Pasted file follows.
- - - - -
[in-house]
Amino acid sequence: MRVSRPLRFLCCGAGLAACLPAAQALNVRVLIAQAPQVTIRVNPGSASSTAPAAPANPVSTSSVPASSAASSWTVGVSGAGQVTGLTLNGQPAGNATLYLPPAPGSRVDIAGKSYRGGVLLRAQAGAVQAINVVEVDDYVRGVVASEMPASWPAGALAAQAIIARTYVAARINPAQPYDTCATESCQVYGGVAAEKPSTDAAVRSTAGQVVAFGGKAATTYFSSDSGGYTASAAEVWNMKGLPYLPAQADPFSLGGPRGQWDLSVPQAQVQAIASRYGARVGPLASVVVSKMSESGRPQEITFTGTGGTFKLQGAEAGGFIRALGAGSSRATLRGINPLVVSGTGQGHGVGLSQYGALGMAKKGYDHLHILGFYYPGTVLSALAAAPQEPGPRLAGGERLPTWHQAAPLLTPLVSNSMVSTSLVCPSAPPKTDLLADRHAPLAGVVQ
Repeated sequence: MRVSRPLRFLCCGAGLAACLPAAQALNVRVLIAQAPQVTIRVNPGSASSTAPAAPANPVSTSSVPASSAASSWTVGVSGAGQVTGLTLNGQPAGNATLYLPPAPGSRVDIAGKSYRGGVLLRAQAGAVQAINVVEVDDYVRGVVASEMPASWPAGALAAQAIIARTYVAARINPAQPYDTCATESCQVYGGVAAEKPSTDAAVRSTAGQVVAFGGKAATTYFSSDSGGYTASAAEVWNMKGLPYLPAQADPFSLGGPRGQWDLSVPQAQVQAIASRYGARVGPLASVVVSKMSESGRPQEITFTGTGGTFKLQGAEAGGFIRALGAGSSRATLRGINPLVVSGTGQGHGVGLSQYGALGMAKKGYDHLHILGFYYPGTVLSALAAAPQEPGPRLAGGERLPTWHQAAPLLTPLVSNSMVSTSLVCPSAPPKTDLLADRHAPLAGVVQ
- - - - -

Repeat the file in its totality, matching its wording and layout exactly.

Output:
[in-house]
Amino acid sequence: MRVSRPLRFLCCGAGLAACLPAAQALNVRVLIAQAPQVTIRVNPGSASSTAPAAPANPVSTSSVPASSAASSWTVGVSGAGQVTGLTLNGQPAGNATLYLPPAPGSRVDIAGKSYRGGVLLRAQAGAVQAINVVEVDDYVRGVVASEMPASWPAGALAAQAIIARTYVAARINPAQPYDTCATESCQVYGGVAAEKPSTDAAVRSTAGQVVAFGGKAATTYFSSDSGGYTASAAEVWNMKGLPYLPAQADPFSLGGPRGQWDLSVPQAQVQAIASRYGARVGPLASVVVSKMSESGRPQEITFTGTGGTFKLQGAEAGGFIRALGAGSSRATLRGINPLVVSGTGQGHGVGLSQYGALGMAKKGYDHLHILGFYYPGTVLSALAAAPQEPGPRLAGGERLPTWHQAAPLLTPLVSNSMVSTSLVCPSAPPKTDLLADRHAPLAGVVQ
Repeated sequence: MRVSRPLRFLCCGAGLAACLPAAQALNVRVLIAQAPQVTIRVNPGSASSTAPAAPANPVSTSSVPASSAASSWTVGVSGAGQVTGLTLNGQPAGNATLYLPPAPGSRVDIAGKSYRGGVLLRAQAGAVQAINVVEVDDYVRGVVASEMPASWPAGALAAQAIIARTYVAARINPAQPYDTCATESCQVYGGVAAEKPSTDAAVRSTAGQVVAFGGKAATTYFSSDSGGYTASAAEVWNMKGLPYLPAQADPFSLGGPRGQWDLSVPQAQVQAIASRYGARVGPLASVVVSKMSESGRPQEITFTGTGGTFKLQGAEAGGFIRALGAGSSRATLRGINPLVVSGTGQGHGVGLSQYGALGMAKKGYDHLHILGFYYPGTVLSALAAAPQEPGPRLAGGERLPTWHQAAPLLTPLVSNSMVSTSLVCPSAPPKTDLLADRHAPLAGVVQ